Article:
SLEEP

In Rousseau's painting, the lion does not eat us. The rules are different when we're asleep.

In Rousseau's painting, the lion does not eat us. The rules are different when we're asleep.

Ten hour work days. Sure: they're kind of ordinary. Twelve hour days start to grind after working too many in a row. We all get fourteens sometimes; they happen now and again, nothing you can do. And sixteens, too.

But when you start pulling twentys and twenty-twos, you know there's either something way off kilter, or you have an unusually good reason, something to do you just can't miss.

Nonetheless... …cars running at redline start to go kaflooy, and so will you.

The antithesis of it all is the bliss of sleep.

Here's the great bounce: in the early morning, sometimes surprisingly soon after pulling back the sheets, I find I'm impulsively creative. I'm not agile yet; I don't coin my best phrases, or design my best camera moves. But I see things in true forms, true colors. My feelings stretch out, I perceive emotional clarity, coupled with an unencumbered intellectual radar. Mornings bring visions borne on the dreams of recent sleep.

Sleep is a door to places we cannot travel by will alone. It's an escape hatch, a salve, a map. It can also elude and torment us, as everyone knows who's desperately wanted to sleep but cannot manage to do so for one reason or another.

Sleep behaves like all essential things: food, water, physical exertion, or solitude. It's possible to have too much or too little; it's possible to have good sleep and bad. But the creative person knows that it's not something left to chance. If you want to be at the top of your game you cannot operate at your peak if your senses are endlessly dulled by lack of sleep. You may think you can fight through the haze, but the parts of you that are not yours to control simply do not function in the same way. Conversely, if you switch off too often or too long you're actively shutting off the conscious parts of your brain that bring in the intellectual and emotional fuel that makes creative solutions possible in the first place. You can check out of your conscious life by spending your life asleep just as you can check out of your conscious life by avoiding sleep too long.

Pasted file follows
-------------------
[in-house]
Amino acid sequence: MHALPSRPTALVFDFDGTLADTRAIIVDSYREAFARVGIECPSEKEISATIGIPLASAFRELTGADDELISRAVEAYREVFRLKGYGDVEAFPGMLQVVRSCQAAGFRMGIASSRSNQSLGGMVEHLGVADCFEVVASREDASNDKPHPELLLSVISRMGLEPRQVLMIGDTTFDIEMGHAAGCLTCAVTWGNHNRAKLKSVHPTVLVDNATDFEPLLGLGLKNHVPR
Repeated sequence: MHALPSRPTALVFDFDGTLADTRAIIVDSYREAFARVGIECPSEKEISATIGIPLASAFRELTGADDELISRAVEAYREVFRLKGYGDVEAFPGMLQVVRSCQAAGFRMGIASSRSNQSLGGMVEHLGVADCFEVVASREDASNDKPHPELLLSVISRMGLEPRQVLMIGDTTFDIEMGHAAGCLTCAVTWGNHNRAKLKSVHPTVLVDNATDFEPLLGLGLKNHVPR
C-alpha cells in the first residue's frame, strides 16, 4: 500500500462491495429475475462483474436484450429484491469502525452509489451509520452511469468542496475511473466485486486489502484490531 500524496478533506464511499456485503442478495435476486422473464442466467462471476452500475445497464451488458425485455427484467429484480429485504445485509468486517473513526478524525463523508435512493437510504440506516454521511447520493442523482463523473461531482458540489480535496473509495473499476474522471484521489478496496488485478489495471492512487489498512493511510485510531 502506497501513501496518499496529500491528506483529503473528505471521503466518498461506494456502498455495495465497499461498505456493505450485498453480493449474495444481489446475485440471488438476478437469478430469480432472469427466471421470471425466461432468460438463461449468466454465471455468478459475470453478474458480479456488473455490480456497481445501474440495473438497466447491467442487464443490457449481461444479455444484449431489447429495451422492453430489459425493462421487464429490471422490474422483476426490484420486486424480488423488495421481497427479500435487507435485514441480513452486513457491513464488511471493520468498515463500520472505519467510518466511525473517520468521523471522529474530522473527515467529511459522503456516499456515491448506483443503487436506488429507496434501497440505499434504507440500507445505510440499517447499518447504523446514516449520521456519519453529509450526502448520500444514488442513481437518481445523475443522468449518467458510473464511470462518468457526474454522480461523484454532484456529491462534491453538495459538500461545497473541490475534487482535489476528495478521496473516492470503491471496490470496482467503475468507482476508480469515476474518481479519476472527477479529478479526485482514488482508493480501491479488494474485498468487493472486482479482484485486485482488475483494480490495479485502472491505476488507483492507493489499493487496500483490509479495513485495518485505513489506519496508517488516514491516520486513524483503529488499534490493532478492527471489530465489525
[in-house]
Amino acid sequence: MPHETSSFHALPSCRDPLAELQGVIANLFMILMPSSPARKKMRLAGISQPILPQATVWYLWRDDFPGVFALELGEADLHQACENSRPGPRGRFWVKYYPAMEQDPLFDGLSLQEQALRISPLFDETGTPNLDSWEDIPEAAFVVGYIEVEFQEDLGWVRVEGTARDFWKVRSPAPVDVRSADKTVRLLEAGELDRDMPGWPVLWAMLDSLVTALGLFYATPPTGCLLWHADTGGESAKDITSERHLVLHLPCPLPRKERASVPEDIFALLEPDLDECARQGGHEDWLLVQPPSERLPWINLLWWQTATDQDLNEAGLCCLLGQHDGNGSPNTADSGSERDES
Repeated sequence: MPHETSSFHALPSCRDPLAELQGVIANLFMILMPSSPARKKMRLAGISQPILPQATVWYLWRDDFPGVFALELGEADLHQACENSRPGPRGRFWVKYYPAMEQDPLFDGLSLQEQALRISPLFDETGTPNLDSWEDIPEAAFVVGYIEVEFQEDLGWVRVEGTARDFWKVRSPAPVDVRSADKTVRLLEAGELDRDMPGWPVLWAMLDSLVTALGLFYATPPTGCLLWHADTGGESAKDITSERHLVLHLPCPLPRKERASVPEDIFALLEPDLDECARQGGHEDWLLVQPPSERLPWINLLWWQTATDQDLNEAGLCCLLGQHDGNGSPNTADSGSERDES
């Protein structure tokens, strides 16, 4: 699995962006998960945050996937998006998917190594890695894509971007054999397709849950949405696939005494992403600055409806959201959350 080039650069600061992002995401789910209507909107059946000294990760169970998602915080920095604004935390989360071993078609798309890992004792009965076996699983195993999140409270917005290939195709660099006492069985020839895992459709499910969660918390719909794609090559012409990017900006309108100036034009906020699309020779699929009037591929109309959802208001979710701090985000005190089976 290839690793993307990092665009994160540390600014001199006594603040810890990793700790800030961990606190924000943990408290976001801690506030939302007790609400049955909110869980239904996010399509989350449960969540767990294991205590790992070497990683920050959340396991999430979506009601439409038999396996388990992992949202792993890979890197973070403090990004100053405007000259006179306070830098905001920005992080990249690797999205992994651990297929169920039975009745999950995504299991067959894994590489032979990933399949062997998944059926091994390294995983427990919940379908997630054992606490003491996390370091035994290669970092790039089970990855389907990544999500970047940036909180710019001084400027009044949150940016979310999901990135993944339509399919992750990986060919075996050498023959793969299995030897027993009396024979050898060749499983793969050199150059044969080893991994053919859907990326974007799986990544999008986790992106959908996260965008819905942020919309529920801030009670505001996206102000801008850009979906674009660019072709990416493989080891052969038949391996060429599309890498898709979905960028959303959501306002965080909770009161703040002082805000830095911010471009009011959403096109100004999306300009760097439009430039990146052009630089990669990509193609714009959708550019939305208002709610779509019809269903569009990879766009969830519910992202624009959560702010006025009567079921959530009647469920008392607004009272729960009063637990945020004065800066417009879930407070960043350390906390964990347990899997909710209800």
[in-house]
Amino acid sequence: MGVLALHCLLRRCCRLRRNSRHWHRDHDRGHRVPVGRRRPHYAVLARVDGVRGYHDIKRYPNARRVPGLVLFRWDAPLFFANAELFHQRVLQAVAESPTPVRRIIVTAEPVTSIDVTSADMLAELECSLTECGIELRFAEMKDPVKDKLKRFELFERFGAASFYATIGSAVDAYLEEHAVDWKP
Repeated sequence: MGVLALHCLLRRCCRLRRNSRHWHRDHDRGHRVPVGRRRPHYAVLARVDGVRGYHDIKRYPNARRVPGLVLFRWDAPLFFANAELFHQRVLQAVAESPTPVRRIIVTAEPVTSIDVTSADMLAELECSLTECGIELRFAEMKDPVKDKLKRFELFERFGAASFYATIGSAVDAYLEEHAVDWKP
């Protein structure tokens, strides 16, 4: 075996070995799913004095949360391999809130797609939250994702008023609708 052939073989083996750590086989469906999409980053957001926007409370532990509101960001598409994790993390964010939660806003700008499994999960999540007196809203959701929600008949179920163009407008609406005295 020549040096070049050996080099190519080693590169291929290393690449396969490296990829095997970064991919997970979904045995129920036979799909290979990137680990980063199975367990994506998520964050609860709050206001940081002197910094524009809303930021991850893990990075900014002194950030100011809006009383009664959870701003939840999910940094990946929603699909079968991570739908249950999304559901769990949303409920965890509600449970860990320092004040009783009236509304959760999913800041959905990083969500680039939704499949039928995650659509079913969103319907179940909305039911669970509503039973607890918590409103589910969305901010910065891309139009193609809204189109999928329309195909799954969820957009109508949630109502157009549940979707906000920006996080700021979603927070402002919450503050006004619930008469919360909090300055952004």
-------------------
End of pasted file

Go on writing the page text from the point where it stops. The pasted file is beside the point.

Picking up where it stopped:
But most of all, creative people can tune in to what the experience of sleep delivers. Passively, it simply cleans the body and mind, and that's no small thing. But actively embraced, consciously considered upon waking, sleep is a daily adventure to lands unknown. The momentary emptiness that attends our transition from sleep to waking is a chance to translate sights and sounds from our metaphysical travels to the present. I'm not speaking of dreams here, per se, although those are certainly valuable to preserve and mine, too. But in those hours of complete vulnerability and simple biology, we are available to an alternative reality. If you're life is about creating things, then every chance you have to experience clear visions of alternate realities are opportunities to savor and defend. The funny thing is that it sounds so ordinary: everyone sleeps every day. But that's precisely the point. Because everyone sleeps every day it could easily be taken as an ordinary inconvenience, a triviality. To me, that's the moment I begin to realize that there's something valuable and transformative hiding in plain sight. That means, each of us get another crack at transformation every single day.

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